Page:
Oro y Paz, stage 6: Dayer Quintana wins final stage, Bernal takes overall

Movistar's Dayer Quintana won the final stage of the Colombia Oro y Paz in Manizales on Sunday, as Egan Bernal (Sky) took the overall title.

Dayer Quintana (Movistar) won the sixth and final stage of the inaugural Colombia Oro y Paz, as Sky’s Egan Bernal took the overall victory in Manizales on Sunday. Bernal finished second on the stage to secure the overall victory, as Nairo Quintana (Movistar), who started the day leading the general classification, finished the stage 11 seconds behind Bernal. Thus, he ended the race second overall. EF Education First-Drapac’s Rigoberto Uran rounded out the final GC podium.

The final three kilometers of the finishing climb to the Chipre Tower in Manizales were full of fireworks. The top four on the general classification were separated by a mere nine seconds. Bernal, who was fourth overall at nine seconds behind race leader Nairo Quintana, attacked just past the three-kilometer to go mark. Daniel Martinez (EF Education First-Drapac) marked Bernal.

Rodrigo Contreras (EPM) was leading the stage, but his gap to the others was shrinking quickly inside the final kilometers. He had been part of the day’s breakaway and attacked at the bottom of the final climb. Riding nearly the entirety of the 19-kilometer climb to the finish alone was beginning to take its toll on Conteras’ legs.

Inside the final kilometer, Dayer Quintana came on strong as Bernal and company closed in. Contreras was within touching distance of taking the stage win, but Dayer passed him with less than 300 meters to go to take the victory. Henao powered through the final 100 meters to lead Bernal to the line and allowed him to take second place and get precious bonus seconds.

“Our plan was to get into all big breaks, and we succeeded when [Antonio] Pedrero and I joined that 30-rider group,” Dayer Quintana said after the stage. “The dangerous riders on the GC weren’t that really close, but we knew we had to keep an eye on [Oscar] Sevilla and Sebastián Henao specifically in case they wanted to try a move. At the final kilometers, Pedrero was asked by the team to drop back and help Nairo out in the bunch.

“My task was remaining at the front and wait for my brother, but at the latter part of the stage there was no radio communication available, and I didn’t know what to do. I was so close to dropping back myself to wait for Nairo, but I didn’t get a response and continued following the wheel of Sevilla and Henao, who helped me approach Contreras. At the end, I sprinted with everything I had to win the stage because we had to take something out of the day. My daughter is turning one year old tomorrow, so there’s no better way to celebrate than offering her this present!”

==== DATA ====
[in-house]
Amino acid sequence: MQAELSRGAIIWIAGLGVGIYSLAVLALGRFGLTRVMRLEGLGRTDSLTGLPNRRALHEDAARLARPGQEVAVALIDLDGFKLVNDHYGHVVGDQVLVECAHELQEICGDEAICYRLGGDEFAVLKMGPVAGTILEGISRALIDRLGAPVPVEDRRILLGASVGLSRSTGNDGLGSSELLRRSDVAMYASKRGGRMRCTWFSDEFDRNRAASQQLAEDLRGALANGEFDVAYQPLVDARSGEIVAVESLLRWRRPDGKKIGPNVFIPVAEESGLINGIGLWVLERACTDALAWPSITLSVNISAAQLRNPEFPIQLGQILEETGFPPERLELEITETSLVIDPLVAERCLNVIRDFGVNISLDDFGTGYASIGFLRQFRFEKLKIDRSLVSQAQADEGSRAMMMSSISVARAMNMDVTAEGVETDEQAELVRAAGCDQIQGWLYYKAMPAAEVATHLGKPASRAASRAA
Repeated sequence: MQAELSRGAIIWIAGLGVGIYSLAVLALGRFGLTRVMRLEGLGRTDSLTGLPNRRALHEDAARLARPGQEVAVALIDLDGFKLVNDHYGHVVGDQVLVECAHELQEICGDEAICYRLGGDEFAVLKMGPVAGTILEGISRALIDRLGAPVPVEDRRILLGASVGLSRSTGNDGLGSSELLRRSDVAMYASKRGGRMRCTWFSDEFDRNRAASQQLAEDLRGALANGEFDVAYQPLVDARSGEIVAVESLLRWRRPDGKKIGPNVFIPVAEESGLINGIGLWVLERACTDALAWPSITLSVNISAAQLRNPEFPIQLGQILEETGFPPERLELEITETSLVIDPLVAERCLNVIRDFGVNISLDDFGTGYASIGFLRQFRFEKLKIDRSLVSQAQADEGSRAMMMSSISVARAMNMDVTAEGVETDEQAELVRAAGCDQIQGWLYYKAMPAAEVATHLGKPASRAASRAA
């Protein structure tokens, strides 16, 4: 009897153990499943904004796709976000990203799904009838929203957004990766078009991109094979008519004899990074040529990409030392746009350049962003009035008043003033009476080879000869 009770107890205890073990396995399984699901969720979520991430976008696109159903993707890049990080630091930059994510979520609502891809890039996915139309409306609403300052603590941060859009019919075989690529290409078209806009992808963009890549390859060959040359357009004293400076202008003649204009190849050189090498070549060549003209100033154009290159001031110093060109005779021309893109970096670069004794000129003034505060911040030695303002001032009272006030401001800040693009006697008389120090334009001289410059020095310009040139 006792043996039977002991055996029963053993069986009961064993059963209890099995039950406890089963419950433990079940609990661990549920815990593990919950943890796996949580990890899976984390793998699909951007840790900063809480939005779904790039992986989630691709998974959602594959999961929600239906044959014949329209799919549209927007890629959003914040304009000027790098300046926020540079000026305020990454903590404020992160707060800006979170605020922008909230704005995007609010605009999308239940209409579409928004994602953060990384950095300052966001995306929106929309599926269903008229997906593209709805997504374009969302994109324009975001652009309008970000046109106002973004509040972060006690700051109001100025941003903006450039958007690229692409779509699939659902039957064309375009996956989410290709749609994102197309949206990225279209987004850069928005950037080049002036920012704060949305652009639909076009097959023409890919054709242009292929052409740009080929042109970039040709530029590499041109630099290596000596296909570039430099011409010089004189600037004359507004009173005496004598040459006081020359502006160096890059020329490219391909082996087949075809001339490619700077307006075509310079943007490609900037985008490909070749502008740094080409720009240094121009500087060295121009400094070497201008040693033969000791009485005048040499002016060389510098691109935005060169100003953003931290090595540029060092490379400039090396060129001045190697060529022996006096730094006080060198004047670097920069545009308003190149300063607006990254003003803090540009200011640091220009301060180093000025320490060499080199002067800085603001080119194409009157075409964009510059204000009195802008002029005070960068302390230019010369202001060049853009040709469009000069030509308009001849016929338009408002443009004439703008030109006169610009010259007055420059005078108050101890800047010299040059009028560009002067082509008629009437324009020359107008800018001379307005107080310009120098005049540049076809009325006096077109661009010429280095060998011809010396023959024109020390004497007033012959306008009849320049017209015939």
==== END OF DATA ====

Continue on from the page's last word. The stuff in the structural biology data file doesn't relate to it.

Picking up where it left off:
In the end, Bernal would not need the bonus seconds he got by finishing second on the stage. Uran, who started the final stage three seconds behind Nairo Quintana, sprinted hard to the line, but was unable to create a gap to the Movistar rider. Uran finished the stage in seventh place with Nairo Quintana right behind him in eighth.

The final overall standings will see Bernal on top by nine seconds over Nairo Quintana. Uran finished third overall at 11 seconds with Sky’s Sergio Henao fourth at 13 seconds. Frenchman Julian Alaphilippe was one of two riders not from the host nation in the top 10. He finished seventh overall at 48 seconds. Alaphilippe won the fourth stage of the race and held the overall leader’s jersey for a day.

“I felt very good all day long and I kept telling the guys: ‘I feel good, I feel good!’ but I had to keep calm and wait for the tougher last kilometers,” Bernal said. “The last three or four kilometers were tougher and I decided to attack. I was fourth on GC so I didn’t have a lot to lose but I had everything to gain. I tried, I gave everything and finally, I got a little advantage. I had two teammates in the break and they did an amazing job! I was telling Tao: ‘Tao, Tao, it’s so hard, you have to slow down!’ He helped me almost until the last meters.

“The most important thing was to win the GC and not the stage. Of course, it would have been better to win both but the idea was to win the GC. So, my teammates waited for my attack. That’s why I feel so proud and happy with this team. They supported me and did incredible work.”

The final stage had started in Armenia and traveled 184.3 kilometers to the finish in Manizales. The riders tackled three cat. 3 climbs in the final 80 kilometers of the stage, including the long climb to the finish line.

Top 10, stage 6

  • 1. Dayer Quintana, (COL) MOVISTAR TEAM, in 04:22:11
  • 2. Egan Arley Bernal Gomez, (COL) TEAM SKY, at 0:10
  • 3. Sebastian Henao Gomez, (COL) TEAM SKY, at 0:10
  • 4. Angel Alexander Gil Sanchez, (COL) EPM, at 0:14
  • 5. Daniel Felipe Martinez Poveda, (COL) TEAM EF EDUCATION FIRST – DRAPAC P/B CANNONDALE, at 0:18
  • 6. Oscar Miguel Sevilla Rivera, (ESP) MEDELLIN, at 0:18
  • 8. Nairo Quintana, (COL) MOVISTAR TEAM, at 0:21
  • 9. Sergio Luis Henao Montoya, (COL) TEAM SKY, at 0:21
  • 10. Julian Alaphilippe, (FRA) QUICK – STEP FLOORS, at 0:24

Top-10 Final GC

  • 1. Egan Arley Bernal Gomez, (COL) TEAM SKY, in 20:49:03
  • 2. Nairo Quintana, (COL) MOVISTAR TEAM, at 0:08
  • 4. Sergio Luis Henao Montoya, (COL) TEAM SKY, at 0:12
  • 5. Daniel Felipe Martinez Poveda, (COL) TEAM EF EDUCATION FIRST – DRAPAC P/B CANNONDALE, at 0:43
  • 6. Ivan Ramiro Sosa Cuervo, (COL) ANDRONI GIOCATTOLI – SIDERMEC, at 0:45
  • 7. Julian Alaphilippe, (FRA) QUICK – STEP FLOORS, at 0:50
  • 9. Dany Alberto Osorio Calle, (COL) EQUIPO CONTINENTAL ORGULLO PAISA, at 1:12
  • 10. Jhonnatan Narvaez, (ECU) QUICK – STEP FLOORS, at 1:18